San Diego Beer and Wine Tours
4/1/15 - on-going
While many people seem to believe wine is relatively new to San Diego County, the area’s legacy of viniculture reaches back into the 18th and 19th centuries when the Franciscans tilled the San Diego Mission lands, as the favorable climate and soil conditions allowed the vines to flourish. The city’s first urban winery came to be in 1889 when Italian immigrant Virgil Bruschi started producing wines at Fifth and J Street to the delight of the Italian community in Little Italy.
Today, there are more than 100 dynamic wineries in San Diego County, as the local industry is booming. But truth be told, some misinformation seems to surround San Diego’s wine industry. For example, to the surprise of many, Temecula is not part of San Diego County. No offense to our fellow winemaking friends in Riverside County, but we are not one and the same. Another common misconception is that the area’s winemakers are inexperienced and mostly produce sweet dessert wines; and that a hot climate prevents winemakers from producing world-class wines. Once you start to explore this region, you’ll discover passionate winemakers with interesting pedigrees, growing a wide selection of varietals, thanks to the incredibly varied topography. San Diego has more distinct microclimates than any other single county in the USA with its coastline and canyons; mesas and mountains; desert and dry washes.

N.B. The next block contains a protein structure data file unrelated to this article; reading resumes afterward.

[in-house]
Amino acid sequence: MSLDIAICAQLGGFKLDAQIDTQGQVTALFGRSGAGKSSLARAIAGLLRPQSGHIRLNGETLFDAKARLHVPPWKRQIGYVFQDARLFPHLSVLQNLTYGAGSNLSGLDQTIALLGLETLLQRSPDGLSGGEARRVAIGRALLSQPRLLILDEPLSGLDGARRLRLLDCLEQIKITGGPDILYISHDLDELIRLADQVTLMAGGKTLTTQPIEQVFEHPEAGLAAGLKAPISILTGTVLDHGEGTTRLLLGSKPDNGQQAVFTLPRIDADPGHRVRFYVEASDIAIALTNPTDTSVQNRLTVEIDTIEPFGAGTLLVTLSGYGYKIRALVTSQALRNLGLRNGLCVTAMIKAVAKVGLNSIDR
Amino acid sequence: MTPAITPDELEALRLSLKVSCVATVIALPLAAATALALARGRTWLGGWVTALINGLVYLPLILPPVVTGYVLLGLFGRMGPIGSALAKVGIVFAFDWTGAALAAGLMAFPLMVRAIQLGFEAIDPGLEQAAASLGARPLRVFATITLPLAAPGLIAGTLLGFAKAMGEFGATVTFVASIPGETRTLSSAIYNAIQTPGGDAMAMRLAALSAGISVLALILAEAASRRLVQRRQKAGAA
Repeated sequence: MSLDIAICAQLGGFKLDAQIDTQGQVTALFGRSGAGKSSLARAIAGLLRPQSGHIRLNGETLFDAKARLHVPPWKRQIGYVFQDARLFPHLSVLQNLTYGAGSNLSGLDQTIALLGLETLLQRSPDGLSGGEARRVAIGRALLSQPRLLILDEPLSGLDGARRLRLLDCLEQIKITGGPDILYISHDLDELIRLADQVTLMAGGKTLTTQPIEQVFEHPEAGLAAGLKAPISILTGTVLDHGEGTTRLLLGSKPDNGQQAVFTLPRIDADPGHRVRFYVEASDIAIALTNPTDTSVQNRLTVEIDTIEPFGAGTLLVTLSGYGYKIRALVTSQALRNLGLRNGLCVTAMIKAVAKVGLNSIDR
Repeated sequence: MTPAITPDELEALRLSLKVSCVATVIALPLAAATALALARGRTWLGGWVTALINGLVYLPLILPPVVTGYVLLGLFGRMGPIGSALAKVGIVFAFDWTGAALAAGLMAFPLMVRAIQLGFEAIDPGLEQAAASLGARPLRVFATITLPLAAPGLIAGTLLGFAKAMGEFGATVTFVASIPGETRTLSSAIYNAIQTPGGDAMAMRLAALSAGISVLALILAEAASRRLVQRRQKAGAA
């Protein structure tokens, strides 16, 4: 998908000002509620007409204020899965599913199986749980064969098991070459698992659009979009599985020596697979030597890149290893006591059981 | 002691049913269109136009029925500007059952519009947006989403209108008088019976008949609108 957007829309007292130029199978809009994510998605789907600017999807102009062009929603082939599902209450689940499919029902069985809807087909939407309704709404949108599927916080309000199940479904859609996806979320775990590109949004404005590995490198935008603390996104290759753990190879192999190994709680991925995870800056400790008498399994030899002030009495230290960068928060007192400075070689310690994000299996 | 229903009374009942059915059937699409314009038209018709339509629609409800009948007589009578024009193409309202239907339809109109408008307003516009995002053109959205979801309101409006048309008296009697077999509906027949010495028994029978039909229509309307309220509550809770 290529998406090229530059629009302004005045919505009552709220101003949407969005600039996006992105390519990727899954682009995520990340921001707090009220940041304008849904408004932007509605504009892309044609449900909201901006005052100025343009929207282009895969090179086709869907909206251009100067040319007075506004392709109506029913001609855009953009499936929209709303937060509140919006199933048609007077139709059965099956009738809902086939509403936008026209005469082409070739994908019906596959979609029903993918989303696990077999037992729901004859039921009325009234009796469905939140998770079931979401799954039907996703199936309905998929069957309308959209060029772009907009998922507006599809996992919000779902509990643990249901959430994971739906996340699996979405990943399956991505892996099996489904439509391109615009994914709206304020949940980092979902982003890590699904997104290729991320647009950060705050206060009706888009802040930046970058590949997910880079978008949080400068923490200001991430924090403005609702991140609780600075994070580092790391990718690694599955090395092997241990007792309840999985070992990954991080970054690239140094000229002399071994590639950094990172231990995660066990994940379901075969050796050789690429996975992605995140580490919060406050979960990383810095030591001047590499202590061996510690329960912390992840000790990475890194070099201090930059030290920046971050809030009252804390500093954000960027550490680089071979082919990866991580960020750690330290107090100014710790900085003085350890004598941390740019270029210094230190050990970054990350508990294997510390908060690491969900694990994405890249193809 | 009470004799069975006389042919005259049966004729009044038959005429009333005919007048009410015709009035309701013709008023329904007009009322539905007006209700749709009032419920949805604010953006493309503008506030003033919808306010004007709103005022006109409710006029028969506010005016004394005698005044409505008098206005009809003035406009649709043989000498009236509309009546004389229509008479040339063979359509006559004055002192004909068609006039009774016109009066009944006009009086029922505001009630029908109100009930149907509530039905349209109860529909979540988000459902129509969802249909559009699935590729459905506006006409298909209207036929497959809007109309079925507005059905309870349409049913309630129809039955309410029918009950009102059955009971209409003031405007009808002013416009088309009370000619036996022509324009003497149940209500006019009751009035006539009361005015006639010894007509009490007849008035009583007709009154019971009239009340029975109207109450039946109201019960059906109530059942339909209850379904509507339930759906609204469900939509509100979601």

And according to John Alongé, local wine expert and author who founded wineheretic.com, all of this diversity fosters great variety within the local wine industry. “Vineyards and wineries are located in all corners of this vast county. Micro weather conditions, soil composition, orientation, drainage and exposure can vary dramatically from property to property. Grape selection, an ongoing experiment here, currently supports dozens of different varieties, from the usual California suspects to selections from France’s Rhone Valley, Italy’s Southern Peninsula and beyond. Wineries tend to be small, family-owned affairs here and they are not afraid to experiment.”
San Diego wines are getting better and better as you can find floral Viogniers, flirty Chardonnays, dry roses, and grassy Sauvignon Blancs, along with medium-bodied Sangioveses, robust red blends, rich and dense Petit Sirahs and more!
In San Diego County, there are no busloads of tourists and hyper-manicured wine tasting sets, rather friendly folk at intimate boutique wineries. Here, you can stroll through 70-year old Zinfandel vines growing on a mountain side at 3500 feet, hitch up your horse and sip a Spanish Albariño at a charming hacienda property, enjoy live opera, art, and Ruby Cabernet on a Sunday afternoon or sit back on a sunny, dog-friendly patio and taste a provocative Petite Sirah. “San Diego County aspires to become known as a place with a great variety of hand-crafted wines to be sampled in the intimacy of small, owner-driven wineries,” explains Alongé. “Ideally, this is a place where true wine lovers are able to establish a personal connection with artisan wines as San Diego County provides a wine experience on the most human scale.”
From the mountain vineyards of Warner Springs and pastoral countryside of Ramona to the warehouses of Valley Center and urban wineries of downtown, San Diego has something for everyone.
Meet the Members of the San Diego County Vintners Association and get a San Diego Wine Country map here.